When Carey Crosby bought a house in Stinson Beach, about an hour from San Francisco, she knew she was up for it. “There had been deferred maintenance everywhere,” she said. There were two kitchens, one in the main property and one in the adjoining apartment, and both had obviously been untouched in decades.
A bedroom on the lower level was lit by a pair of fluorescent lights better suited to a garage, which made it look “clearly haunted,” Carey says. The burnt red coating was peeling off after years of sun exposure and plants were overgrowing the dusty pockets of forgotten land. But Carey bought the place for her setting. There are only so many places on the California coast where you can still feel remote. “It’s only 30 minutes from civilization, but the area has retained its rural and friendly personality,” she says.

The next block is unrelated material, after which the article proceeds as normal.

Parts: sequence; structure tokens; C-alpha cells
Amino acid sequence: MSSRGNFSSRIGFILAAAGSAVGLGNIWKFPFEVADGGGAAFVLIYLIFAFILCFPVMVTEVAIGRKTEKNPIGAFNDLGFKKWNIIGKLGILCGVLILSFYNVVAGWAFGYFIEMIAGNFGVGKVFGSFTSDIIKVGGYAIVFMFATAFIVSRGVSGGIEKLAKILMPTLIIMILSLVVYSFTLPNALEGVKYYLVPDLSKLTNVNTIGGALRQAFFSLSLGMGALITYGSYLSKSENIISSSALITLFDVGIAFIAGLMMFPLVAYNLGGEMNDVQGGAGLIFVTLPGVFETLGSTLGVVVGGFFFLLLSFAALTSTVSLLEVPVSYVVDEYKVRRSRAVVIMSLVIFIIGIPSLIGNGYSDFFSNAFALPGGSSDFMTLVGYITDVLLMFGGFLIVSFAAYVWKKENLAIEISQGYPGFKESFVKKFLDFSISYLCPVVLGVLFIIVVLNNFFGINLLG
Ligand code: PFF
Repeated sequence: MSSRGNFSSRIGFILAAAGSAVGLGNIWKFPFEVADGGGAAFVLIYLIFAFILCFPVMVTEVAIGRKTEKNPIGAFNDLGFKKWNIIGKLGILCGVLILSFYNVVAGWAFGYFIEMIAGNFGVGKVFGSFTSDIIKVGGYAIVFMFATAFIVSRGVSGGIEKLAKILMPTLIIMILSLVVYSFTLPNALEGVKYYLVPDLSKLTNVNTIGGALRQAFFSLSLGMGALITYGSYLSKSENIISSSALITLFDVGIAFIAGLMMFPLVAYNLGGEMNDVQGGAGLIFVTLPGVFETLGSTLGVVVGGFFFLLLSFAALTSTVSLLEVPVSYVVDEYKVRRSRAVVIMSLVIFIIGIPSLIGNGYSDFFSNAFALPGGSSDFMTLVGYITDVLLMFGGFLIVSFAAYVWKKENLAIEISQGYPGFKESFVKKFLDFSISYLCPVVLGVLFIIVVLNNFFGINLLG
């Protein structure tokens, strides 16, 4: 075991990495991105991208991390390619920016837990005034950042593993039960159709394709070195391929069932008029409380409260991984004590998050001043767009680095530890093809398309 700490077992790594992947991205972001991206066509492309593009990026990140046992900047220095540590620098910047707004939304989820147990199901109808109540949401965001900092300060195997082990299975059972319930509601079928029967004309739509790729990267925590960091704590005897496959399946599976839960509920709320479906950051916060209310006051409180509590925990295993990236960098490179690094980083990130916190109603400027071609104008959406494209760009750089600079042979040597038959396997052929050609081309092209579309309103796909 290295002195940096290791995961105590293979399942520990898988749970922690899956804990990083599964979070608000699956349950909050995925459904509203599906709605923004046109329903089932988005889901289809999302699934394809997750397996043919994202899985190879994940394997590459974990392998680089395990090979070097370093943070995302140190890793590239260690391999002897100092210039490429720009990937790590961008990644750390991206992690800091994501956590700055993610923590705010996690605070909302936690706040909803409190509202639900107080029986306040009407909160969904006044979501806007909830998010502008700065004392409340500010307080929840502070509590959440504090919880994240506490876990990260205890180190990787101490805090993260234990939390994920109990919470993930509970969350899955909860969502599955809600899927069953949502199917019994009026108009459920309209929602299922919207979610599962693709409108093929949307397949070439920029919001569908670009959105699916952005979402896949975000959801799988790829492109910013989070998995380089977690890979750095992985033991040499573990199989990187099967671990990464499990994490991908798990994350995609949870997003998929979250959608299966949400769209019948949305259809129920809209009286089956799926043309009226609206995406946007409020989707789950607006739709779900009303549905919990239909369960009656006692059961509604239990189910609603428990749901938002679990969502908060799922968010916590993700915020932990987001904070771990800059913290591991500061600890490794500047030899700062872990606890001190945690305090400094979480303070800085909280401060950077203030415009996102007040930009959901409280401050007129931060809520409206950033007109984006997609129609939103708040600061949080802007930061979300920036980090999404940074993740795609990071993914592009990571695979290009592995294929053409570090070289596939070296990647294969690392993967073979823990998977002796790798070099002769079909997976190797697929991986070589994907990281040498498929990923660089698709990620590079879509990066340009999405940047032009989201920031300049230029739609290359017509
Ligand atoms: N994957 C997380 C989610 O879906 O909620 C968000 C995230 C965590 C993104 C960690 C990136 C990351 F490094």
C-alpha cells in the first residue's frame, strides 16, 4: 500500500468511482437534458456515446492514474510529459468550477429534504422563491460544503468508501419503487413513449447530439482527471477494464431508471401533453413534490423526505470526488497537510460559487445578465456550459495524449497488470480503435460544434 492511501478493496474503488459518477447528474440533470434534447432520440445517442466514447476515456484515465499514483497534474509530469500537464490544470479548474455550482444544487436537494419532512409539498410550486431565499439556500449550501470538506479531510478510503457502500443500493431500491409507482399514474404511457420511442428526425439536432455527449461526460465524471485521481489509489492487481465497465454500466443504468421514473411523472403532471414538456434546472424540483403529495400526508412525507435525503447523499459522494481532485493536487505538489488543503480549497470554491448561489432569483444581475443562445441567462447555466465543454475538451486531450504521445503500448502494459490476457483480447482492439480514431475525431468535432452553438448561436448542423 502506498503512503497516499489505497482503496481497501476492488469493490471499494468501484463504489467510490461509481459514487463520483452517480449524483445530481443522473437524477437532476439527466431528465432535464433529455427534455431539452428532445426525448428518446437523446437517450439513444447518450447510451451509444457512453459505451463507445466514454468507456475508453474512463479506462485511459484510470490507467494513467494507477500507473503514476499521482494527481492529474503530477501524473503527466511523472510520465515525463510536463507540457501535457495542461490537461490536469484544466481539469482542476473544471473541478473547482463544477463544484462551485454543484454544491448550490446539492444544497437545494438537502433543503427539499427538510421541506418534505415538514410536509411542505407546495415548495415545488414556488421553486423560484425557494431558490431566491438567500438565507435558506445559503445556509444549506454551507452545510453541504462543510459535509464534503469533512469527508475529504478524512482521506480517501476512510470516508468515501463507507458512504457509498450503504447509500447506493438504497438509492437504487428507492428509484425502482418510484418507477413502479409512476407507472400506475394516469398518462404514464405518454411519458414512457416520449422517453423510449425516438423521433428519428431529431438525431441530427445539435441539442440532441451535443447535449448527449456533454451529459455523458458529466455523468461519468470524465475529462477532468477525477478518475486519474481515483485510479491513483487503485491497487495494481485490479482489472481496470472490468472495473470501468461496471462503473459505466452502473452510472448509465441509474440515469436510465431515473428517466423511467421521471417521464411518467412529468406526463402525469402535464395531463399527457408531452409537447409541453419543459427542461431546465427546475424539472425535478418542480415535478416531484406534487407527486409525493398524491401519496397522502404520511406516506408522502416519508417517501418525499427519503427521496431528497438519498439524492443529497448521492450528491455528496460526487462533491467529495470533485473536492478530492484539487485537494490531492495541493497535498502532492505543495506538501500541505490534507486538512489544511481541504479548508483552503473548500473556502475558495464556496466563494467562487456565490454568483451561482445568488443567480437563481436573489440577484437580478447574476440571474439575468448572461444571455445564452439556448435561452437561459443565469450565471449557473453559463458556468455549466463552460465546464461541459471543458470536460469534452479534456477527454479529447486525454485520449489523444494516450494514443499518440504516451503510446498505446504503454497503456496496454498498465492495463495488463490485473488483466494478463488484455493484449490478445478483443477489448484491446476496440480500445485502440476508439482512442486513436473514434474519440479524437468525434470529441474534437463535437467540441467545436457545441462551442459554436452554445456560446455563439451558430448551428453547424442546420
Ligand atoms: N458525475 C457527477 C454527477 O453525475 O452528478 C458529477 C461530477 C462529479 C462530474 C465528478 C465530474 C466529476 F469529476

Plus, even though the house needed a lot of work, Carey knew she could handle it with the help of friends Andrew and Kerstin Fischer. They own Fischer Architecture, a company specialized in modernizing old houses for the present. Additionally, Carey had partnered with them on four previous renovations. This particular house had been built in the 1920s and repaired a few decades later. That mid-century influence was everywhere, from the all-over panels to the choppy layout, and Carey wanted to find a way to retain the best parts while removing the rougher ones. In other words, she and the Fischers were already on the same page.
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